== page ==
Top Ten Tips for Reclaiming Your Sexuality and Finding Intimacy (Part 1)
Updated: Jan 20, 2022
Sexuality and intimacy are complicated subjects for women. Women have individual needs, wants, and barriers. Considering the impact of cultural norms and expectations, societal pressures, and partner considerations regarding sexuality are challenging. As a woman, your unique and personal experiences guide you but shouldn’t confine you.
We have listened to stories from women who want to reclaim their sexuality and find intimacy in relationships, friendships, and their passions and interests. Our tips will get you started, open the door to new possibilities, and reclaim who you are, not what someone expects you to be.
How and Why Does Sexuality and Intimacy Change for Women?
Well, let’s count the ways! There are so many variables that affect sexuality and intimacy, but there are a few you may recognize.
Menopause and Hormonal Changes
Menopause is a biggie. For one thing, the same hormones responsible for libido start to decline. And, frankly, you start to feel like crap! All of the changes associated with menopause can be a buzzkill, and on top of all that, you have little energy, can’t sleep or concentrate. For some women, perimenopause also has an impact on mood, libido, and mental clarity. Weight gain and aches and pains can make you feel unattractive and not want to be looked at or touched. These hormonal changes respond well to bio-identical hormone replacement, which can revitalize your sexual desire.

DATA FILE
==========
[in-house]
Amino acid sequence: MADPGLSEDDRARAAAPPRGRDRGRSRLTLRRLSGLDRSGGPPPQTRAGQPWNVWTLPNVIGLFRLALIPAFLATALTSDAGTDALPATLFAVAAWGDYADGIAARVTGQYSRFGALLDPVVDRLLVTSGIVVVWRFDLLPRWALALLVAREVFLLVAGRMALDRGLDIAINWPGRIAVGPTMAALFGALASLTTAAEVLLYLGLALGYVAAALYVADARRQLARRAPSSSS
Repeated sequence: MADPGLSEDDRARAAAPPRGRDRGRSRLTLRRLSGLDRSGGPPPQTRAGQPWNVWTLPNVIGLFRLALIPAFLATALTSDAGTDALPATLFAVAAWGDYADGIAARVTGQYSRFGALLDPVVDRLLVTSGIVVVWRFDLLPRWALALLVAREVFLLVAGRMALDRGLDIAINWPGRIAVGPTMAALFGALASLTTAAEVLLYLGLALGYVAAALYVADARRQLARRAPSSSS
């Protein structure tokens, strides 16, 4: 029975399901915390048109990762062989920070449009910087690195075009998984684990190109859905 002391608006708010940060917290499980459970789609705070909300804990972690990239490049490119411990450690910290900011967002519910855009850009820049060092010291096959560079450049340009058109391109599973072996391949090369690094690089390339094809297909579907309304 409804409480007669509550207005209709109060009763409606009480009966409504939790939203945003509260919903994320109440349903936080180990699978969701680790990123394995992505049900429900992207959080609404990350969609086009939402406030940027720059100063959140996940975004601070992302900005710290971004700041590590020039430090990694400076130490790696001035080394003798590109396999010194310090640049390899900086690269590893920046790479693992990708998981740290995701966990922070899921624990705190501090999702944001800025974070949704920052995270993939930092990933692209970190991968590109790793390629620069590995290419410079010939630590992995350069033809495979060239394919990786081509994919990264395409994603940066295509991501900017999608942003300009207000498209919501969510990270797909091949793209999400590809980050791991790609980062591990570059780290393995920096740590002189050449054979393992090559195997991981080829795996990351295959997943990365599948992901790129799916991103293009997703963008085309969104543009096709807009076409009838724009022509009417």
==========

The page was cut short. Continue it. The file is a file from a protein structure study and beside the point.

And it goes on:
And we don’t mean just your chronological age, but the age of your relationship. It is not unusual for two people who have been in a committed relationship together to lose that spark. Over time sex or even other forms of intimacy may wane.
Do you remember high school? It seemed as though for most people, friends were coming out of our ears! All of those hours on the phone, talking about sex and relationships, and occasionally even school. As life got more serious, you got married and possibly had children, and friendships became harder to maintain.
The reality is, some women are gay or bisexual. Some knew early on, and others got married, had children and then started intimate relationships with other women. Or, the men that women have married came out as gay or even trans. These changes can be profound and heartbreaking for some. For other women there is a newfound sense of liberation and joy in finding out who they really are.
Divorce or Otherwise Single